He talks about another short-haired girl he dated who gave him a hand job while texting her "secret" boyfriend and another who was emotionless during sex (uhm.. red flags for anyone else??) and used racial slurs. I think this has a lot less to do with having short hair than it does with a whole lot of other issues. How is short hair not completely incidental in these examples? If this man's biggest problems here are about hair length, it makes me feel like he must not really see women as being the kind of full human beings men are... how else can these huge issues be taking a back-seat to a hair cut?
He ends this piece by writing,
"Not only is short-hair unattractive, it's one of the biggest signals a man can get that a woman is damaged beyond repair. There's no such thing as "pulling it off.""
Again, I don't care what this guy thinks is unattractive and I don't think that women have any kind of responsibility to make themselves attractive for men. I suppose that if a person really believed, as this writer seems to, that women exist mainly to be found attractive by men it would make sense that an act contrary to that obligation (like having short hair) could be seen as a "signal that a woman is damaged." However, women do not exist to be found attractive to men. The fact that this writer and many other people seems to believe this myth is troubling to me. If women only exist for the pleasure of men, and if women aren't as fully human as men, what right does a woman have to say "No" when he wants more than visual pleasure?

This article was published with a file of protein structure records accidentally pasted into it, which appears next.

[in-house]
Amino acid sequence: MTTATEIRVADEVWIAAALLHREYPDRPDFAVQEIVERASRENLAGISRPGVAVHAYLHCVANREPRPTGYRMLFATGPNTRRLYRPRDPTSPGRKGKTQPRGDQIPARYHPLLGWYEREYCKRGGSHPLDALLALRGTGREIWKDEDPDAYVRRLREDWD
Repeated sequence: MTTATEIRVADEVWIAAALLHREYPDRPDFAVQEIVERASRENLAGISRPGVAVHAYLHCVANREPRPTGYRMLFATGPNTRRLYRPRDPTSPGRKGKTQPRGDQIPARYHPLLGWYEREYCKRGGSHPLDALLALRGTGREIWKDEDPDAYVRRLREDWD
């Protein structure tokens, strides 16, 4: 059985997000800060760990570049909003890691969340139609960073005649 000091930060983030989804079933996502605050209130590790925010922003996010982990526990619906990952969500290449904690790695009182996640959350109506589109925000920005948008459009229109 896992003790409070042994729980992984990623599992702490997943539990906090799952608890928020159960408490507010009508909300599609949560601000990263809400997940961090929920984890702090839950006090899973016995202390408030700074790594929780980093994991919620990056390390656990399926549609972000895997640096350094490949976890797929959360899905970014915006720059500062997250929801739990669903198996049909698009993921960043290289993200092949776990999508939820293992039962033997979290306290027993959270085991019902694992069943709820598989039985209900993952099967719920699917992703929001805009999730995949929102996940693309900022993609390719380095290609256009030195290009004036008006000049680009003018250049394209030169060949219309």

This also writer mentions, at one point, that there are "people who have no business commenting on the attractiveness of women, like gay men." Well, dear writer, I feel I must inform you that you are correct in assuming that there are people who have no business commenting on the attractiveness of women. YOU are one of those people. In fact, EVERYONE is one of those people unless an opinion is specifically asked of them.
Why would anyone think it was any of their business to comment on the physical ways any another person chooses to express themselves? Let's take some advice from our old friend Thumper; if you don't have something nice to say, don't say anything at all.